Three albums in and Hurts try to tackle optimism, but it’s not without a few clichés along the way.
On the surface Hurts appear to be the same band they were five years ago. After releasing their despondent debut Happiness in 2010 Theo Hutchcraft (vocals) and Adam Anderson (synths and everything else) are still suit-clad with slicked back hair – they’ve even kept the same logo. It’s this strict aesthetic that leaves room for their musical evolution to really shine through.
After the release of their first album, the duo carved out a reputation for themselves as the princes of misery. Lead track Wonderful Life recounts the story of a man contemplating suicide, while Stay contains the gut-wrenching lyrics: “Though I tried to tell you that I need you, here I am without you, I feel so lost but what can I do?”
Three years and an exhausting touring schedule later came Exile. Significantly darker, the electronic grunge effort told tales of a love so intense it takes over your entire existence, as heard on Blind: “Girl I told you, that it would tear me in two if I see you with someone else” and Help: “You’ll keep me safe from harm, cause I found what I was missing when I fell into your arms.”
Now comes Surrender, the third studio album from the Manchester natives. From the quintessentially strong synths to the empowering pop melodies, the band’s latest offering is moving in a different direction compared to their previous albums but still clings on to the core qualities that make them successful. Whilst continuing to be avant-garde and theatrical, the album has a much more upbeat and optimistic feel.
The title-track opener though is not vocalist Hutchcraft. It is in fact a collection of soulful female voices paired with striking percussive tones which bleeds into Some Kind Of Heaven – first teased by the band back in May. At just under one minute and 20 seconds the introduction is uplifting and powerful with a polished sound as building strings and echoing drums offset the Whitney Houston-esque vocals. Perhaps this is the “choir of angels” Hutchcraft refers to in the following song.
Nothing Will Be Bigger Than Us echoes a 2015 version of Better Than Love as Hutchcraft emphatically sings: “It’s harder to say that to leave you, I needed a reason, I’m walking away because I don’t want to face what I’m feeling.” Long-term collaborator Jonas Quant (No Doubt, Leona Lewis) provides these elements of sonic consistency. The Swedish producer co-wrote several of the tracks as well as shaping the album.
Slow, as the title suggests, is the point where things start to become more mellow. Opening with bold and brash synths reminiscent of the chunky Ten Walls track Walking With Elephants, the sultry lyrical content sounds like it could be a contender for the next 50 Shades of Grey film. “All I can think when you take off your mink is it’s over” purrs Hutchcraft before demanding: “rent me your body, I’ll pay you with my soul.”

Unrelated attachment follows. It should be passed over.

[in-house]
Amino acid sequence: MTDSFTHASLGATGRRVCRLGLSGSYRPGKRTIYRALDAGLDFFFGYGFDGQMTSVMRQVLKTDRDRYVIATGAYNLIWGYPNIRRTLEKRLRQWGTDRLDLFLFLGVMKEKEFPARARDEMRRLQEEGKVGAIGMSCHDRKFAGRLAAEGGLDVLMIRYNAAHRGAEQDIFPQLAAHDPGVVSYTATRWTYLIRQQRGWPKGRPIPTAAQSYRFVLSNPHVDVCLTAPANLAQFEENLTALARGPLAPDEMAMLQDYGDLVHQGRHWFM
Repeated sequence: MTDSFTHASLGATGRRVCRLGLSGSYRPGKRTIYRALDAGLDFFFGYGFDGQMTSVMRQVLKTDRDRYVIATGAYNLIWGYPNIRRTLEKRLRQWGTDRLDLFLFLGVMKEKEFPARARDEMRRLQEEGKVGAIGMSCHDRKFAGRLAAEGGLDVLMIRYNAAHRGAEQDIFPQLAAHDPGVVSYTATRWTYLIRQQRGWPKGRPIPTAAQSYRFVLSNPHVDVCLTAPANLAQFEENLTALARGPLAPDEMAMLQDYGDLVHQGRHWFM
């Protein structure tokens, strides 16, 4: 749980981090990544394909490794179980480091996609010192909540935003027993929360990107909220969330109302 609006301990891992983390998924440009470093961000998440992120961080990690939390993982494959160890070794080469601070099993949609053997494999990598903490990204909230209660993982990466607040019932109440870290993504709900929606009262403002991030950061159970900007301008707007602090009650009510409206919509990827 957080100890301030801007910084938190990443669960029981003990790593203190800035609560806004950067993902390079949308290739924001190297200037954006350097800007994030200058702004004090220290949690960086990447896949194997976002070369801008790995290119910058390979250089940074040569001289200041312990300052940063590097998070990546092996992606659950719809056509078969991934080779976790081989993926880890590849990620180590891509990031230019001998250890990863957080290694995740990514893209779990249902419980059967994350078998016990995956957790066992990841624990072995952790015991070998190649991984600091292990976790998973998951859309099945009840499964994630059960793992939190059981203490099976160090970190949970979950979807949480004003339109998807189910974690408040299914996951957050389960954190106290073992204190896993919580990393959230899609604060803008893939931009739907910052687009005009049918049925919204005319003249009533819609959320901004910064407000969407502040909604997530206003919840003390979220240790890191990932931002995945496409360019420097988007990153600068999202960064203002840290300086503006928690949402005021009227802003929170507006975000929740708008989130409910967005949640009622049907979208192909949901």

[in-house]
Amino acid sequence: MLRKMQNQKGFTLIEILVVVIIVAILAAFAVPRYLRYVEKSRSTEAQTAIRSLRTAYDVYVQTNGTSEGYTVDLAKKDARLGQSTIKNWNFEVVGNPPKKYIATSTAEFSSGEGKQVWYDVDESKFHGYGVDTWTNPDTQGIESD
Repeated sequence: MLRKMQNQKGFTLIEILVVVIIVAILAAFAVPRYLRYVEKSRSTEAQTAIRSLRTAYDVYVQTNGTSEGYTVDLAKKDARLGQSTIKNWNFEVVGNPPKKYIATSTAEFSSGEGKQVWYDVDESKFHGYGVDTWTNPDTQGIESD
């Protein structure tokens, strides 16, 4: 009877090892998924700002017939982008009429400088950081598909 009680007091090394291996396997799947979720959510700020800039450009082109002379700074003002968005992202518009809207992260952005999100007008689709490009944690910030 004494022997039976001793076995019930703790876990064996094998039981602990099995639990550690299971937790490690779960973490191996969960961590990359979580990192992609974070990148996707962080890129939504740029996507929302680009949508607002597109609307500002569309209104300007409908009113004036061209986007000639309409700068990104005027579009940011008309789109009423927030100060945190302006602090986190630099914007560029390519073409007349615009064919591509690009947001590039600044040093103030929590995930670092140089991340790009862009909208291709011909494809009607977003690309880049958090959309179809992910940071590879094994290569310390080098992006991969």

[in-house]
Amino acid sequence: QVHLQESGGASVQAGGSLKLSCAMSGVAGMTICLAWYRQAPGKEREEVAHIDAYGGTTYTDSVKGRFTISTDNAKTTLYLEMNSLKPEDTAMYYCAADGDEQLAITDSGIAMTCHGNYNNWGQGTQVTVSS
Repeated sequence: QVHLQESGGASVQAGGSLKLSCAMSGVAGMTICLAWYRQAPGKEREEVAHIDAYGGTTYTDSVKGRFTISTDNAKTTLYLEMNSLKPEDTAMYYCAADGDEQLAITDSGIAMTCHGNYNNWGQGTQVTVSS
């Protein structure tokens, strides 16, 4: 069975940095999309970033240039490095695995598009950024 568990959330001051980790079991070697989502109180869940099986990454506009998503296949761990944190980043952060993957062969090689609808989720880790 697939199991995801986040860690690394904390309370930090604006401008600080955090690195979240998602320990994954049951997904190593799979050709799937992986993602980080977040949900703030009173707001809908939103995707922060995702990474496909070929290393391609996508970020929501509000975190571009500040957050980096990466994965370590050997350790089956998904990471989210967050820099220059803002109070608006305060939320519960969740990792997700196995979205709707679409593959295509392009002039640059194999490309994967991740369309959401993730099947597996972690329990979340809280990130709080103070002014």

Piano ballad Wish is Hurts at their cinematic and melancholic best. With a variety of references to London locations (“At the Piccadilly station, I felt my heartbeat racing/on that Camberwell road I found a mirror for my soul”) the song could easily soundtrack a Richard Curtis rom-com. While gripping lyrics like: “we’re only victims of timing” produce an immediate sympathy for Hutchcraft, this is soon lost as clichés of life on tour start to emerge: “I became a man from New York City to Japan, but that don’t give me satisfaction.”
Penultimate tune Weight Of The World is eerie as Hutchcraft’s reverberated vocal opens with: “I’ve got trouble on my mind.” Dipping in between dark distortion and delicate falsetto he has a clear Jekyll and Hyde approach. With borderline dubstep synths pulsating throughout its entire three minutes and forty seconds this is the band’s most prominent sonic departure.
This isn’t the only surprise thrown up by Surrender though. Disco banger Kaleidoscope is full of sparkling synths that make it shinier than a giant glitter ball while Perfect Timing includes a sneaky, sultry saxophone solo.
The only major disappointment is album closer Policewoman. While not an overly-offensive song, with its impressive vocal performance, the track is lacklustre and deprived of emotion. It’s not the kind of conclusion you would expect from a Hurts record. A more logical outro would be the delicately constructed yet surging Wings as Hutchcraft repetitively chirps towards a crescendo: “Wrap your wings around my body.”
Surrender is an appropriate, if not somewhat predictable, continuation for Hurts. Typically the album is about love, whether it be a romance lost or a romance found, but Anderson’s electronic arrangements alongside Hutchcraft’s haunting vocals still make for a compelling listen.
Words by Shannon Cotton